I was reminded recently of just how valuable ocean spray can be when a yellow-rumped warbler – heading south – got caught on the island during a stretch of wet, cold, and windy weather. The little warbler - an immature - hung out in a patch of ocean spray just off my deck for two days gleaning insects from the plant, and seeking shelter from the rain in its maze of dense foliage. So I have been told, ocean spray can be pruned in such a manner as to be a fine addition to many an island garden. Spread the word.
Another late migrant – the cedar waxwing - takes particular pleasure in an often times overlooked small tree: Pacific crab apple (Malus fusca). This October, I watched a flock of two dozen waxwings strip a small crab apple tree in less than two days before moving on. What fruit they left behind was quickly devoured by robins.
The Pacific madrones (Arbutus menziesii) are in fruit, as well, and magnets for birds. In the fall, their branches are literally weighed down with large clusters of grainy, orangish-red fruit that are coveted by winter residents including robins and varied thrushes that descend upon them by the hundreds. Listen carefully, and you might hear the haunting song of the varied thrush – a short, single-pitched hum that floats wistfully through the trees and is repeated often when the thrush pauses to rest after one of its bombastic bouts of foraging.
This time of year, the vines of summer fruit-bearing plants are entwined among the shedding shrubs and trees. The hairy honeysuckle (Lonicera hispidula) is my favorite; both a climber and a creeper, its slender stalks wind through the understory with tiny, bright red berries still clinging in clusters to the stems.
This fruit is a favorite of hermit thrushes usually secretive little birds that now cast their shyness aside to pluck the last of the sugary beads from the vines. Another favorite of the hermit thrushes is evergreen huckleberry that has become popular with gardeners here in the islands. The little hermit thrushes love the purple berries and appear to return year after year to some gardens in the hope of scoring the precious fruit.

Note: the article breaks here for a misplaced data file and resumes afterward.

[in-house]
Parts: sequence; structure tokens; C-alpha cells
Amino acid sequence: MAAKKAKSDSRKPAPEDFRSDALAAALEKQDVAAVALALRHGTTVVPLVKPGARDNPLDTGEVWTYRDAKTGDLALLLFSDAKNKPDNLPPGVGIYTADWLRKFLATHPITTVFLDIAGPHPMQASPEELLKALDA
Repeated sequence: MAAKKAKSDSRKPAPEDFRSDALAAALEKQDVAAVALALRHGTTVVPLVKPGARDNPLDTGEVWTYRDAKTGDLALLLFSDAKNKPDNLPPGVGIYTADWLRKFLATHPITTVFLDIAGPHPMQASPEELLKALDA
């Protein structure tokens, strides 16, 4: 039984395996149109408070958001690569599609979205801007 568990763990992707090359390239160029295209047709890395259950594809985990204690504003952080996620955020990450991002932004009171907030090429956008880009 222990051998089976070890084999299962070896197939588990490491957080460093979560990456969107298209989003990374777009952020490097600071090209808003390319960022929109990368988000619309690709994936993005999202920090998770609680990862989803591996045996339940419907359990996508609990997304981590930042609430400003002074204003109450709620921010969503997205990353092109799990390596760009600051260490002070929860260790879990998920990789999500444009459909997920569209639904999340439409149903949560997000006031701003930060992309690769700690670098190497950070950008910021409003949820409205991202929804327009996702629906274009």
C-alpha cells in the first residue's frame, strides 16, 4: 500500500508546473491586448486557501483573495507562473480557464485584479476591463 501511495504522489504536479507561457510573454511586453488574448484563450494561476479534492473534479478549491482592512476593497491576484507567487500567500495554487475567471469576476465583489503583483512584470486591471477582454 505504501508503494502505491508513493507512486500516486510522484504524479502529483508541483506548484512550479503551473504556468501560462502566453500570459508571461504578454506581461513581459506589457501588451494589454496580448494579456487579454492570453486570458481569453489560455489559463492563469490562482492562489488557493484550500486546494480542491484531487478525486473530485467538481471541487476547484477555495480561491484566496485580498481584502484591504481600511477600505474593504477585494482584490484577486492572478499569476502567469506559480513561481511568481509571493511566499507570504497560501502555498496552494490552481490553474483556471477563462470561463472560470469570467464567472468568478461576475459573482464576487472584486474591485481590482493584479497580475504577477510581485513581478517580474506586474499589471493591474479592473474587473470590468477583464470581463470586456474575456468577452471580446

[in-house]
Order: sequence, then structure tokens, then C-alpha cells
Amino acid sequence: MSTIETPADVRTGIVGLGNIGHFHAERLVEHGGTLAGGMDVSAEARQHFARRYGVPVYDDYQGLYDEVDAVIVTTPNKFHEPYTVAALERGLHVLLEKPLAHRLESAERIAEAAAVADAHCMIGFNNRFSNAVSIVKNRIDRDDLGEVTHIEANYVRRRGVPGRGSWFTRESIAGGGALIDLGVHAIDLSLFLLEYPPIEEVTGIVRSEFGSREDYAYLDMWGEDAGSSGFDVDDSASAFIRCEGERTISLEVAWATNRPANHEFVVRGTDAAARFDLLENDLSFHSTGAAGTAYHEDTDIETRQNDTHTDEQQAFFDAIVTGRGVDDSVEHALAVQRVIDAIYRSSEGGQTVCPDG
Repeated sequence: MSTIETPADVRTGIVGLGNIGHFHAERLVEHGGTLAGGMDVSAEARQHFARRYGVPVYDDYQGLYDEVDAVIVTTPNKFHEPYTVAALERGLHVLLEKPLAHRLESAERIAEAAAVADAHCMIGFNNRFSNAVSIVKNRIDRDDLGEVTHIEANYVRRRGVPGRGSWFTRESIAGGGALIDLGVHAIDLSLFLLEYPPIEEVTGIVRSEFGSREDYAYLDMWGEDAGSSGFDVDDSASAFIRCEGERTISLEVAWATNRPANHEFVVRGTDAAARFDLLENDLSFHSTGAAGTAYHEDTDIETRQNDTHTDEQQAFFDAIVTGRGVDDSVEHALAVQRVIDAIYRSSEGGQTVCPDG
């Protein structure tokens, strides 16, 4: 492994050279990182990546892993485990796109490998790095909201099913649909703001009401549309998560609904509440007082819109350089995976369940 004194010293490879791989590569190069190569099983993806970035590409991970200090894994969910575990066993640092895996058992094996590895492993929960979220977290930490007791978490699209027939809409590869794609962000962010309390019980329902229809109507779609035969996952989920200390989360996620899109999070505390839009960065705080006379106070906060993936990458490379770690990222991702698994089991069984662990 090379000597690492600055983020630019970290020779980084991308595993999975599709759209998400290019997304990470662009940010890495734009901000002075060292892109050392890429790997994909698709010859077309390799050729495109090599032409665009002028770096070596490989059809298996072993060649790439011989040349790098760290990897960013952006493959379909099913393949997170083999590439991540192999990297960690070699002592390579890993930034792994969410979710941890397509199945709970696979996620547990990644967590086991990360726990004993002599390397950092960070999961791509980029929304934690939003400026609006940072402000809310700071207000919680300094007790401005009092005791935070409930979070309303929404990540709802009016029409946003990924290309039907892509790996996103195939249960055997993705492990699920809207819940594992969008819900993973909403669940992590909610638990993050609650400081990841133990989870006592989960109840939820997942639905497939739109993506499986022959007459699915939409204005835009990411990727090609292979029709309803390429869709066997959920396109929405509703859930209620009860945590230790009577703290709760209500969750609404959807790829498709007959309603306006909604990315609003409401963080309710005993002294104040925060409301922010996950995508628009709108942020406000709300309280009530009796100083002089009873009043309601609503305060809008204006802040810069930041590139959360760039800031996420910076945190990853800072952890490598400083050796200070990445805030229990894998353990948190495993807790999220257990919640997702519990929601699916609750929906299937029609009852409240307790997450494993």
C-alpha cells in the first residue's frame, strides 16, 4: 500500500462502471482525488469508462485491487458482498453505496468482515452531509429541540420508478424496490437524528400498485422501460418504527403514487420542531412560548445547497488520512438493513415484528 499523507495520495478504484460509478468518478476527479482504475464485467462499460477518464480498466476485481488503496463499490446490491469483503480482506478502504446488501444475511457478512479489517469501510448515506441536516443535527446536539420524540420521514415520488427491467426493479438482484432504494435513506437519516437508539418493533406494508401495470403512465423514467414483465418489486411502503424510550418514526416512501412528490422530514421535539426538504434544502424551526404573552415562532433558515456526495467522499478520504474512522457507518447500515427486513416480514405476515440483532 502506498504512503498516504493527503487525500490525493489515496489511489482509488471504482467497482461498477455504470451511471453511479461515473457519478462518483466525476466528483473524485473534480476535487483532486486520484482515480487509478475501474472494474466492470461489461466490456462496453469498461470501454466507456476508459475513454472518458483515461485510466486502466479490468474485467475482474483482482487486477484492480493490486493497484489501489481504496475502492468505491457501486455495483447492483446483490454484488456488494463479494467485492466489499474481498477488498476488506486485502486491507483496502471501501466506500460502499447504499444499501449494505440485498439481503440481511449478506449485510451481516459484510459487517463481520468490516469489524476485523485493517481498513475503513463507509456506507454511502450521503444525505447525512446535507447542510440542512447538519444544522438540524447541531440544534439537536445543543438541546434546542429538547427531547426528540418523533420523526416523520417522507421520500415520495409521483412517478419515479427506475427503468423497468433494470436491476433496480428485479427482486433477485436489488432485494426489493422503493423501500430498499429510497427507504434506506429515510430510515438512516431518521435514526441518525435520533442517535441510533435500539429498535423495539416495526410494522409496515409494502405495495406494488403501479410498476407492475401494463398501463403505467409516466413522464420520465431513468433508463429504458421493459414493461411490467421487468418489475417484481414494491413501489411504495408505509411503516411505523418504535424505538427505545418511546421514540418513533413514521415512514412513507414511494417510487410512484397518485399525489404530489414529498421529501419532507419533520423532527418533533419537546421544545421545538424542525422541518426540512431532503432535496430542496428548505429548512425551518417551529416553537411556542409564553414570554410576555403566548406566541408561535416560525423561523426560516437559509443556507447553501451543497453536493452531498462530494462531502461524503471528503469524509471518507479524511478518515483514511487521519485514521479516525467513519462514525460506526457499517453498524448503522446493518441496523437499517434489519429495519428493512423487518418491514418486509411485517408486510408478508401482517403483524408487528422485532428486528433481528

With the days darkening, the winds kicking up, and temperatures plummeting, it may be easy to forget that there are still a few summer migrants passing through the islands. We take for granted that these stragglers have enough food to sustain them on their journeys south, but with decreasing habitat due to development, it becomes more important than ever to think twice before taking out your ocean spray, cutting down that old crab apple tree or alder, or spraying a thicket of blackberry.
The birds count on these trees and shrubs for food and for shelter, and if they arrive at a traditionally important location here in the islands to find their favored food source has disappeared, it makes it that much harder for them to continue their journeys. All the birds are, of course, not going to make it, but we can increase their odds by leaving fruit on the vines, resisting the temptation to entirely park out our properties, and even planting shrubs like evergreen huckleberry in our gardens to encourage these migrants and winter residents to stop and refuel before they move on.
About Susan Vernon
Susan Vernon is a former executive director of The Whale Museum, co-founder of the San Juan Nature Institute, and author of Rainshadow World – A Naturalist’s Year in the San Juan Islands.
SAN JUAN NATURE NOTEBOOK / FALL Text and photographs copyright 2008 by Susan Vernon. All rights reserved. No part of this column may be reproduced without the expressed written consent of the author.